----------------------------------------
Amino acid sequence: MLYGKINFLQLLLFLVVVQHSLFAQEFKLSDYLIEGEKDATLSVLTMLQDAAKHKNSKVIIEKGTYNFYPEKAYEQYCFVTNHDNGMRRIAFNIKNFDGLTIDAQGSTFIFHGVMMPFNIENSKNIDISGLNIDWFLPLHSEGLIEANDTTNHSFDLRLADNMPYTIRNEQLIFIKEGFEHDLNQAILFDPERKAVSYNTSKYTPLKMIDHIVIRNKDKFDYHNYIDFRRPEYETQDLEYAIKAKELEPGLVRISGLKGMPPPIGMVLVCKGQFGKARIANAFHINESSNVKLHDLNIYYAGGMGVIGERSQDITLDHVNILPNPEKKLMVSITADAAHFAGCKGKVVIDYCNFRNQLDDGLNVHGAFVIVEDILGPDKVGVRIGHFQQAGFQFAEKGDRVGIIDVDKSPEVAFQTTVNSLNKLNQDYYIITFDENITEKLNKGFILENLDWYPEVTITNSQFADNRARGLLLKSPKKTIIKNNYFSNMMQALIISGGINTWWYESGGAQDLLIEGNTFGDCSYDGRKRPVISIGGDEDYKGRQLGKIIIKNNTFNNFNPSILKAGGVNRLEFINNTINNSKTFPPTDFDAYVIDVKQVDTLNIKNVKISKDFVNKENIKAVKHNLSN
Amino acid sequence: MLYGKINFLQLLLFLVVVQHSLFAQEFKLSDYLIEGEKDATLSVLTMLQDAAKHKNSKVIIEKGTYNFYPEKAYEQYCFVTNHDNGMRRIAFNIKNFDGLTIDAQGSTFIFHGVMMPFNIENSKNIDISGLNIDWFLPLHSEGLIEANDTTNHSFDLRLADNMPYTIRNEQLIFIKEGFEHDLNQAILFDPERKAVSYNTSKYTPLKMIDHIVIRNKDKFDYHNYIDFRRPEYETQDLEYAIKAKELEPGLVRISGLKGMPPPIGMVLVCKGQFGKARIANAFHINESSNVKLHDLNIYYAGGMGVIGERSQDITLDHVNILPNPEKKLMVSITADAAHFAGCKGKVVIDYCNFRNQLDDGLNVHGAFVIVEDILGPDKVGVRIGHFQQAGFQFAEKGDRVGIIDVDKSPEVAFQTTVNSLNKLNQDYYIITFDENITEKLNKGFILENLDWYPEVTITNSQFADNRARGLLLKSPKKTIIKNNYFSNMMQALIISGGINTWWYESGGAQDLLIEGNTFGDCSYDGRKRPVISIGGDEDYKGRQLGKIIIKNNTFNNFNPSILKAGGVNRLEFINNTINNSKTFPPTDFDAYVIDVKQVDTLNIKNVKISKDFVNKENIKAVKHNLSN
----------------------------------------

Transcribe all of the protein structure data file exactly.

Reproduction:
Amino acid sequence: MLYGKINFLQLLLFLVVVQHSLFAQEFKLSDYLIEGEKDATLSVLTMLQDAAKHKNSKVIIEKGTYNFYPEKAYEQYCFVTNHDNGMRRIAFNIKNFDGLTIDAQGSTFIFHGVMMPFNIENSKNIDISGLNIDWFLPLHSEGLIEANDTTNHSFDLRLADNMPYTIRNEQLIFIKEGFEHDLNQAILFDPERKAVSYNTSKYTPLKMIDHIVIRNKDKFDYHNYIDFRRPEYETQDLEYAIKAKELEPGLVRISGLKGMPPPIGMVLVCKGQFGKARIANAFHINESSNVKLHDLNIYYAGGMGVIGERSQDITLDHVNILPNPEKKLMVSITADAAHFAGCKGKVVIDYCNFRNQLDDGLNVHGAFVIVEDILGPDKVGVRIGHFQQAGFQFAEKGDRVGIIDVDKSPEVAFQTTVNSLNKLNQDYYIITFDENITEKLNKGFILENLDWYPEVTITNSQFADNRARGLLLKSPKKTIIKNNYFSNMMQALIISGGINTWWYESGGAQDLLIEGNTFGDCSYDGRKRPVISIGGDEDYKGRQLGKIIIKNNTFNNFNPSILKAGGVNRLEFINNTINNSKTFPPTDFDAYVIDVKQVDTLNIKNVKISKDFVNKENIKAVKHNLSN
Amino acid sequence: MLYGKINFLQLLLFLVVVQHSLFAQEFKLSDYLIEGEKDATLSVLTMLQDAAKHKNSKVIIEKGTYNFYPEKAYEQYCFVTNHDNGMRRIAFNIKNFDGLTIDAQGSTFIFHGVMMPFNIENSKNIDISGLNIDWFLPLHSEGLIEANDTTNHSFDLRLADNMPYTIRNEQLIFIKEGFEHDLNQAILFDPERKAVSYNTSKYTPLKMIDHIVIRNKDKFDYHNYIDFRRPEYETQDLEYAIKAKELEPGLVRISGLKGMPPPIGMVLVCKGQFGKARIANAFHINESSNVKLHDLNIYYAGGMGVIGERSQDITLDHVNILPNPEKKLMVSITADAAHFAGCKGKVVIDYCNFRNQLDDGLNVHGAFVIVEDILGPDKVGVRIGHFQQAGFQFAEKGDRVGIIDVDKSPEVAFQTTVNSLNKLNQDYYIITFDENITEKLNKGFILENLDWYPEVTITNSQFADNRARGLLLKSPKKTIIKNNYFSNMMQALIISGGINTWWYESGGAQDLLIEGNTFGDCSYDGRKRPVISIGGDEDYKGRQLGKIIIKNNTFNNFNPSILKAGGVNRLEFINNTINNSKTFPPTDFDAYVIDVKQVDTLNIKNVKISKDFVNKENIKAVKHNLSN